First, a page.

Mississippi low water levels: How to prevent grounding

The Mississippi River is currently experiencing its lowest water level in over a decade due to a severe drought in the Midwest, the Swedish Club said, citing information from Fernandes Maritime Consultants.

TThis has resulted in disruptions to the upstream supply chain for moving grain and other cargo, as well as strandings of ocean-going vessels plying the navigable channels of the Lower Mississippi River (LMR) as far north as Baton Rouge, Louisiana, approximately mile 139 AHP (above the passes ).

The US Army Corp of Engineers works diligently to dredge sections of the river to maintain or restore normal traffic conditions, but battling nature isn’t always a winning hand.

How can masters avoid ships running aground?

#1 Stay up to date with the latest updates: The Army Corps and the three pilotage organizations responsible for navigating the approximately 160 miles of navigable waterway between Southwest Pass and Baton Rouge issue regular (daily) updates on navigable water depths along the Mississippi. Keep in mind that these depths are not uniform everywhere as water depths decrease upstream. This information is sent to the captain by his local agent. The captain has to ensure that they are received and applied (passage planning).

In addition, the US Coast Guard issues Marine Safety Information Bulletins (MSIB) when necessary and advises the maritime community on precautions to take in the event of extreme river or weather conditions. Accordingly, the Port Captain, Sector New Orleans, issued a Safety Advisory, Volume #XXII, Issue 053, noting the LMR’s water from Mile Marker (MM) 0.0 to MM 167.5 AHP due to lower water conditions . The Safety Advisory was needed to protect ships and seafarers from hazards associated with low tide, including possible shoals and reduced fairway widths.

#2 Staying in the fairway: Stay within the fairway when maneuvering in the Mississippi. The Army Corps has designated a navigation channel toward the middle of the Mississippi River where it assures a specified water depth, generally 45 feet (13.72 m) – 47 feet (14.33 m). Do not leave this channel (except when mooring or anchoring). Sounds easy, and yet ships leave the Channel at their own risk and peril. When asked, masters generally point to the pilot. True, but when an incident occurs, the pilot shrugs and points to the captain, who is in command, a fact enshrined in every text message. The pilot is only there to help with navigation.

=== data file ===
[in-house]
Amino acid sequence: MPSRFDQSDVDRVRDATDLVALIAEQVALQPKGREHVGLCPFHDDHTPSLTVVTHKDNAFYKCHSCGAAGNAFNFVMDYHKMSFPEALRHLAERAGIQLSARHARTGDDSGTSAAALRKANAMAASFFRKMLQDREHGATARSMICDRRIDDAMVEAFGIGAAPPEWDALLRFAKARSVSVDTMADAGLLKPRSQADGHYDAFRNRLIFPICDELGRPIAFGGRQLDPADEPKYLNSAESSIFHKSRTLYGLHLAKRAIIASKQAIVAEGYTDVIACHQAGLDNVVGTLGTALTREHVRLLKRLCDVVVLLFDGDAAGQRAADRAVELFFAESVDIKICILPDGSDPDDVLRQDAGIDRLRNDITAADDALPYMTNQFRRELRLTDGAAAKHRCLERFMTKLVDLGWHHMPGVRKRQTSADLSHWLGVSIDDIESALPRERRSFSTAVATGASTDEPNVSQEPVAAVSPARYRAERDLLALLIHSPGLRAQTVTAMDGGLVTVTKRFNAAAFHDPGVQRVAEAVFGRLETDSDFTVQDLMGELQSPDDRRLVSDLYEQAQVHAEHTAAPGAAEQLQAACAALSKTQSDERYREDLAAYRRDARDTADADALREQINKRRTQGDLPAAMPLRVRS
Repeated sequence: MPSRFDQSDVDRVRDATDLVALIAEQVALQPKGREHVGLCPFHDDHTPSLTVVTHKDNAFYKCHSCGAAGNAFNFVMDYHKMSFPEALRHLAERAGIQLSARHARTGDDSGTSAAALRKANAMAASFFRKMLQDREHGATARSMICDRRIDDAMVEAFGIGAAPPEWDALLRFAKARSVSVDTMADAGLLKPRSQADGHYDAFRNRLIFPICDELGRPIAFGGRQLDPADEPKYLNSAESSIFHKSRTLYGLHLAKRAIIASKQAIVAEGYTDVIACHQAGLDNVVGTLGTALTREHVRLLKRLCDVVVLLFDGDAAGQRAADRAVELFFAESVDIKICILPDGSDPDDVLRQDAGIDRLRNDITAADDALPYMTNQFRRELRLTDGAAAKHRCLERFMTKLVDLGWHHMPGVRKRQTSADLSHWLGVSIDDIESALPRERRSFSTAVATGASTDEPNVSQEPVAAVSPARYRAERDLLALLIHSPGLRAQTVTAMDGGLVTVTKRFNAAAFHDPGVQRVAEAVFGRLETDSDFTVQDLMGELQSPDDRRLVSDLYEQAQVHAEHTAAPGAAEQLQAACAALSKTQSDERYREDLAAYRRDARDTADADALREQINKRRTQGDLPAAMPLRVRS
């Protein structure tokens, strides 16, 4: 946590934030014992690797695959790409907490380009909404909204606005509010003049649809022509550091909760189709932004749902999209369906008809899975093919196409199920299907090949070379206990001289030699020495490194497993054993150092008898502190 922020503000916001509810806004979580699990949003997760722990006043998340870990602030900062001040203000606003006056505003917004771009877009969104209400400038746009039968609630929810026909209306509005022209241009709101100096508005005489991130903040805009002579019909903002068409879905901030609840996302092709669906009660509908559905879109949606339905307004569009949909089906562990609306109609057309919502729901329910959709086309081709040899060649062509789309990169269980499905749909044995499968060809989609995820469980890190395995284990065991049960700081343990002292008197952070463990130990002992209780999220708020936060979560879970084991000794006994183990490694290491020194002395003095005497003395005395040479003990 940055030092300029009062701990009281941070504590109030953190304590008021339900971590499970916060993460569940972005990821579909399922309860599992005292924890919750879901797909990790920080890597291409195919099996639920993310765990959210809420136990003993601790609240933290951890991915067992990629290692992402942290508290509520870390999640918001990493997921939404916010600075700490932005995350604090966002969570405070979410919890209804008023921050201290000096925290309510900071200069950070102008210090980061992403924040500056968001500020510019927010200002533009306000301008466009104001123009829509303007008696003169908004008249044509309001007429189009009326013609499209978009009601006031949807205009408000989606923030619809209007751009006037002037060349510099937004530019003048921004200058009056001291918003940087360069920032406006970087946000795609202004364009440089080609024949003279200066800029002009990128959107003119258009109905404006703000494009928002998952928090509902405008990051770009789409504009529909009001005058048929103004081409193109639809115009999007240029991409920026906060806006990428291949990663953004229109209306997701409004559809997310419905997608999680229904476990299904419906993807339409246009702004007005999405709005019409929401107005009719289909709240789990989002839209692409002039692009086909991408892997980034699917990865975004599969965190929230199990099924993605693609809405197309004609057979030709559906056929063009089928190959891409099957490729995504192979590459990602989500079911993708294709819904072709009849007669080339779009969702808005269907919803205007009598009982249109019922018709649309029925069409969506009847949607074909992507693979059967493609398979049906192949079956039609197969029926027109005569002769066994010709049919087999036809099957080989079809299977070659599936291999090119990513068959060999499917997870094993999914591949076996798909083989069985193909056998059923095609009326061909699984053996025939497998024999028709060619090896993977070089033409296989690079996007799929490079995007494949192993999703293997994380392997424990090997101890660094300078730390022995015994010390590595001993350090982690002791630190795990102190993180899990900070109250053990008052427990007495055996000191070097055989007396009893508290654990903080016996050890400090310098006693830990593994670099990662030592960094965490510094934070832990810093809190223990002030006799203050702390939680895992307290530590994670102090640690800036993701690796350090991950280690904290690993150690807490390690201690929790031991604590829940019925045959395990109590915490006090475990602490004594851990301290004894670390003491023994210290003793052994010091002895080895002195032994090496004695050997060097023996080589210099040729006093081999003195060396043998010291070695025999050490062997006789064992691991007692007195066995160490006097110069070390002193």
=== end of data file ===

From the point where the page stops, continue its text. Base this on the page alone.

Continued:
#3 Swarm “Mud Chunks”: The ECDIS and river depths are based on survey results conducted periodically but not continuously by the Army Corps. On the other side of the Mississippi along its almost 4,000 km. The route from the Canadian border carries an average of about 600,000 tons of mud and silt each day. This sludge is dumped onto the river bed particularly where there is a change in flow, for example at a bend in the river or where it meets a sudden change in depth or in the river delta. The deposited silt is generally soft and is colloquially called “gumbo sludge”. Such swarms are also known locally as “mud lumps”. At low tide, such sludge clumping can be critical.

#4 Overload: At loading docks, there is often considerable pressure on ships’ captains to overload under various pretexts, a major one being the minimum depth available at zero altitude. Do not succumb to such pressure. Those people who offer such assurances disappear in the night as soon as a ship hits the bottom. Again, the importance of proper passage planning, UKC and squat cannot always be overstated, but especially so during the prevailing low tide conditions.

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